The extinction of the dinosaurs was undoubtedly a horrendous event for the non-flying members of the 'terrible lizard' family, along with about three quarters of all plant and animal species on Earth. But new research shows the mass extinction event worked out remarkably well for our ancestors, causing the rate of evolution in placental mammals--a group that includes humans--to go through the roof.
A study by researchers at University College London has found that in the 10 million years following the extinction of the dinosaurs, placental mammals evolved three times faster than in the previous 80 million years, a finding that debunks previous scientific assumptions of a rate of steady evolution.
Placental mammals of the modern day total around 5,000 diverse species--anything with a placenta--that includes bats, armadillos, whales, elephants and humans. But in the Cretaceous period the group was nowhere near as diverse. The last common ancestor for placental mammals, the researchers found, lived about three million years before the extinction event, and the emerging group was evolving relatively slowly.
But, 66 million years ago, when non-avian dinosaurs were out of the picture, the pressure was off for our ancestors, and species blossomed. As Dr Thomas Halliday, lead researcher of the study explained in a statement:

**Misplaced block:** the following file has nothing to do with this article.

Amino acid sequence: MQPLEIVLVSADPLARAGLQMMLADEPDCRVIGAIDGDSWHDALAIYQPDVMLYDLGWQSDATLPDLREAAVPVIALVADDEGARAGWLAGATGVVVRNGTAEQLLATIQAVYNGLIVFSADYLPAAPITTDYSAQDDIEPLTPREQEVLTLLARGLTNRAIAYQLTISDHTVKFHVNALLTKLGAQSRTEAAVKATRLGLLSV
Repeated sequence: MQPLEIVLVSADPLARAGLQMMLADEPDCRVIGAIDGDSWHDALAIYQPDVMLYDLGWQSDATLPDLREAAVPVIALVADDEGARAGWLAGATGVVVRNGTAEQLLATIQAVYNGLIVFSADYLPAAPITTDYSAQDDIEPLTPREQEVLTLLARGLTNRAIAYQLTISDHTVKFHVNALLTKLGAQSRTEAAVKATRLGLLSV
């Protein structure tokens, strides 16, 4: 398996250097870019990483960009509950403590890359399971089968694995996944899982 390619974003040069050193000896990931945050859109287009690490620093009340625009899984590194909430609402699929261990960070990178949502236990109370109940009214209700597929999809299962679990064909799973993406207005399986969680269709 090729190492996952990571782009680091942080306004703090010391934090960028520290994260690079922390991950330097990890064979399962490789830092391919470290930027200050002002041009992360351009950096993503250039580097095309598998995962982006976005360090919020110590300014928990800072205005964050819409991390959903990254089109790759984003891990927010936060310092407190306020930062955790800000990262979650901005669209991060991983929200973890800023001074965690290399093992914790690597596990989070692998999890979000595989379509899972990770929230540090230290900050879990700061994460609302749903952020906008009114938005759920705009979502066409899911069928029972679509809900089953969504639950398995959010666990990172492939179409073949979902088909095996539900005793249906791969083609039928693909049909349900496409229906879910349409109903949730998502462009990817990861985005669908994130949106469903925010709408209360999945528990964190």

In particular, we found a group called Laurasiatheria quickly increased their body size and ecological diversity, setting them on a path that would result in a modern group containing mammals as diverse as bats, cats, rhinos, whales, cows, pangolins, shrews and hedgehogs.
The team reached their findings by studying 904 placental fossils ranging in age from the Cretaceous period to modern day, and measured the small changes in their bones and teeth. They plotted the number of character changes that occurred against branches of the Tree of Life, and were able to compare the number of changes that occurred before the mass extinction with the number of changes that occurred after.
As Senior author, Professor Anjali Goswami, said:
Using rigorous methods, we've successfully tracked the evolution of early placental mammals and reconstructed how it changed over time... The huge impact of the dinosaur extinction on the evolution of our ancestors really shows how important this event was in shaping the modern world.